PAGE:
It’s beginning to look a lot like Christmas. Urgh. Well, actually, no. More like: ahhh. Interestingly (and I use the word selfishly) my attitude to the early onset of tinsel-encrusted festivities appears to have changed in the short space of a year.
Toddler has developed a great wee personality and will be great fun over the holidays (although my holidays are shorter than most - I’m working on Christmas Eve Saturday and on Mon 2nd and Tue 3rd Jan - cue the pitying strains of the violin) and a reminder of what really matters - presents! Er, sorry, that should have read “family“. It’ll just be the three of us on the big day and I’m looking forward to a snug time.
It’ll be difficult to avoid getting into the spirit as the Christmas lights switch on is at the end of our street this Friday. It’ll be Toddler’s first. This year we tried her on her first fireworks display and oh my it wasn’t a hit. More than just a damp squib. She was slightly terrified and we had to retreat to the safety of the car to wait for Wife-features.
I’m sure it’ll be plainer sailing at the lights switch on. The thrill of watching a balding electrical contractor in ermine and chains press a button! My favourite provostian moment (I’ve invented a word and I like it) was at Bonfire Night at Bught Park in Inverness many moons ago when the wonderfully dour Bill Smith greeted the huddled masses with an utter crowd-pleaser: “Aye, well. At least it’s not raining.”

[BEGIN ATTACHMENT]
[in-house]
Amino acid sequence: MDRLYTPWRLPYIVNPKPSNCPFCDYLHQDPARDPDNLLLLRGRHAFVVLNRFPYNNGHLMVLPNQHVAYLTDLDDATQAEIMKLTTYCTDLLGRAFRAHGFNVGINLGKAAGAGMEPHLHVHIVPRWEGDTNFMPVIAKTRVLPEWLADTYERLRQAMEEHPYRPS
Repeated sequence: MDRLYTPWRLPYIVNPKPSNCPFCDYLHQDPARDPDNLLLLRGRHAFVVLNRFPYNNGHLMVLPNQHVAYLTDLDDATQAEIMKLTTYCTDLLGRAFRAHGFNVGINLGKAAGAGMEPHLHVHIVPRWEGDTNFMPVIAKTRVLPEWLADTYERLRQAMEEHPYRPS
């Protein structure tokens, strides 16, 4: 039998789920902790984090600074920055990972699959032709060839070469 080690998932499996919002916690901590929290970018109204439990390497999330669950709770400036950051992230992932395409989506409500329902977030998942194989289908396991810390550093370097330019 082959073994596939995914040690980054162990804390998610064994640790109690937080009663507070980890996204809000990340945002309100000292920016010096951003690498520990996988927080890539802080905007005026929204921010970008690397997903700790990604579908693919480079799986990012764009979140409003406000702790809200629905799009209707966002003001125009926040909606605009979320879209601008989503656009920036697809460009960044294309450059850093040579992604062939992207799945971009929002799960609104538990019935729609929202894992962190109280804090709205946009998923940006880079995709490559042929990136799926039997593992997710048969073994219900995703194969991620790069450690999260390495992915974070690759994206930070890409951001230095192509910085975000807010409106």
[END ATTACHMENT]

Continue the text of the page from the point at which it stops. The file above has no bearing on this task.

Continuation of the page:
But back to the present and presents. We live in a consumerist society and it’s pretty hard not to buy things simply to have something to give as a gift. In recent years Wife-features and I have resolved to be a bit more circumspect - this year WF has offered to make things for people and there’s already some funky chunky knitwear whizzing through the post in a jiffy bag for an old pal down south. I won’t be getting a knitted item as last year I received The Melter - officially the thickest jumper on earth with a tog rating that makes a space shuttle tile look like rice paper. I have a tendency to give secondhand books as gifts - you find some hilariously appropriate things in charity shops. It means I’m recycling, giving to a good cause and shows I’ve put some thought into who I’m giving the gift to.
Toddler loves cooking so I’m also hoping we can fob off (I mean delight) our friends with some home baking. Surely it adds to the magic of the season when you find a lump of baked purple play dough or the head of a Lego man in your scone?